page4's page management differs from its competitors in many important ways. Therefore, some basic facts and explanations of what you can do with page4. This information will help and facilitate your work and understanding immensely.
First of all, we should clarify some terms. A website consists of content, which is usually divided into so-called pages, and navigation, which contains links to the individual pages.
Many users refer to the links in a navigation as "buttons", probably because these links can be clicked on like a button or because many navigations are designed so that the links look like buttons. We refer to the links in a navigation as navigation points or simply as pages or page links. Navigation points is the best term in our opinion, because you can navigate to any content on your website using the individual terms (points) in the navigation.
If you have a lot of content (pages), they are usually organized by topic. If you are a photographer, you probably have many different topics you take photos on. On your computer you organize these photos into folders and subfolders. You can do the same on your website. In this case you have a main page and this main page has subpages with more content.
There are two ways to display such dependency.
With the help of a navigation that expands and with the help of a navigation that is divided into two sections.
With a navigation that expands, the following happens: You click on a main page and this opens an area docked to the main navigation. It opens an area where you can see the subpages of the clicked page. Subpages can also have their own subpages. If you now click on a subpage in the expanded menu that has subpages of its own, another area opens up, usually to the right, showing all the subpages of the selected subpage. Such nested page structures are also called layers. And since we are in navigation, we call this structure navigation levels.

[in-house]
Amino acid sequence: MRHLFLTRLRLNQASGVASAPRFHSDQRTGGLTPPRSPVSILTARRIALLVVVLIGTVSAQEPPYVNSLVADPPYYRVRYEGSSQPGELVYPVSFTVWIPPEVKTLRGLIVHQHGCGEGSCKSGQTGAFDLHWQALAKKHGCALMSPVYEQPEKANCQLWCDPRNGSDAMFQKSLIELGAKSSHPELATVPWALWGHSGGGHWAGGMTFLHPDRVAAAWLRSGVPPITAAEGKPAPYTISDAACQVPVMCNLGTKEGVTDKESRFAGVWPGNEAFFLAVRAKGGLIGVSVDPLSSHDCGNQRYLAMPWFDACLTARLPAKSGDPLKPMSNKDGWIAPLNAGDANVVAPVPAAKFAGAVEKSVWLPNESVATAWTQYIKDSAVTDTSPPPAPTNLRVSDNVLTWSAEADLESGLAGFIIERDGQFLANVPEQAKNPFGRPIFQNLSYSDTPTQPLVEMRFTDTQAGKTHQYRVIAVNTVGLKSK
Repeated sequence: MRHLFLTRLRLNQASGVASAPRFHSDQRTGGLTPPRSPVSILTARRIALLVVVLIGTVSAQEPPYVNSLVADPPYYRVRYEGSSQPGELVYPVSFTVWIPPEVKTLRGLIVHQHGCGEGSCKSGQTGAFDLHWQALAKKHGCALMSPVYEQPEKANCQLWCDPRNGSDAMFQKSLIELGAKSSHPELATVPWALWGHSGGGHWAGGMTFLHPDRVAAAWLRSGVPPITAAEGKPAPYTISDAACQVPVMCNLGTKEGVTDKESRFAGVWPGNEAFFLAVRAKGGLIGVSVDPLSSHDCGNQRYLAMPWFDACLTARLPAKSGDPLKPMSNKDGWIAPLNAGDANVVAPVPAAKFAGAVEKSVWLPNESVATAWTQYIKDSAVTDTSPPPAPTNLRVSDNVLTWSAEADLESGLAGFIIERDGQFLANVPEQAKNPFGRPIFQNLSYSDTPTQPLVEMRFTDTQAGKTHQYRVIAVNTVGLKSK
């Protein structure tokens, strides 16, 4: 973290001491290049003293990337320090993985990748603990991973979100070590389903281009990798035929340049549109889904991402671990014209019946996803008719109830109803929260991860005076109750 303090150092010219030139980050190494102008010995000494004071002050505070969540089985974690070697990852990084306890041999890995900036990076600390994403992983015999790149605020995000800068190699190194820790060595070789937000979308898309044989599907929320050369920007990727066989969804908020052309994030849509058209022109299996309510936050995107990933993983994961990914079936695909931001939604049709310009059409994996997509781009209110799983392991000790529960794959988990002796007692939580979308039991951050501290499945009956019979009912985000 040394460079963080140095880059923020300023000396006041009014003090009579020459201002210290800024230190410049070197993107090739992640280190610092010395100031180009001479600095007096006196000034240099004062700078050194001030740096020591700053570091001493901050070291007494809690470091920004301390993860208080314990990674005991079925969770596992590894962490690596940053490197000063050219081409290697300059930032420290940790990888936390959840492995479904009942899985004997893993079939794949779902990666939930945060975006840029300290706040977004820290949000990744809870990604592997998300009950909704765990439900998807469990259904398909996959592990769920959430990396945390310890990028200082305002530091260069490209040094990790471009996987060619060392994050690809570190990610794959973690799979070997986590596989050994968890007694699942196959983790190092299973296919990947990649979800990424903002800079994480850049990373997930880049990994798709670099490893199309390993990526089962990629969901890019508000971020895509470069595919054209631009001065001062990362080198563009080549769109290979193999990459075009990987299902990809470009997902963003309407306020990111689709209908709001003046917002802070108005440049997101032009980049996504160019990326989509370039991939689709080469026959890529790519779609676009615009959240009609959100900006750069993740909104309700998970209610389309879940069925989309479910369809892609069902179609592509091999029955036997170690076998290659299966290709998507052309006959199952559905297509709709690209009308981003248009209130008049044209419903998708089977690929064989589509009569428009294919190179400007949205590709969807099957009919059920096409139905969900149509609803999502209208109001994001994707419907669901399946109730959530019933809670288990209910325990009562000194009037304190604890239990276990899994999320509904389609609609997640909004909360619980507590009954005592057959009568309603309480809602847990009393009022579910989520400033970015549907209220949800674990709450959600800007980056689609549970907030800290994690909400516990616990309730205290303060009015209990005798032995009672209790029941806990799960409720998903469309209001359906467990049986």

In a navigation that is split into two areas, the main pages, that is, all the pages in the top level are in one area and all the sub-pages, that is, all the other levels are displayed in a second area. It is often the case that the main level is arranged horizontally and placed below or above the header image, and the sub-levels are placed in the sidebar (sidebar) on the left or right. If you click on a main page that has sub-pages, all direct sub-pages will be displayed in the sidebar. If you then click on a subpage in the sidebar, which itself has subpages, this page in the sidebar virtually unfolds and shows all existing subpages, usually indented to the right. This way you can get to any existing page very quickly and then display it.
10 navigation levels
How many navigation levels are useful? Some systems have only 3 navigation levels. If you look at the discussions of the users of these systems, it becomes clear that this is extremely little. Especially if you want to make multilingual pages and you already have to use up the main level for the language selection. Other systems have an infinite number of levels. However, at the same time, a very unfortunate page management design, so that it is extremely difficult to manage the levels when a certain level is exceeded.
Our page4 system is quite capable of managing an unlimited number of levels from a technical point of view. Nevertheless, we decided to limit the number of levels to 10. This is a limit that is not usually exhausted by any website. So you should never reach your limits in terms of structuring your pages.
Also, you have to consider how your visitors will react if they have to navigate through a lot of levels to read a topic they are interested in. So it is very important that you think about the structure of your website and always keep your visitors in mind, because for these visitors you usually create your website.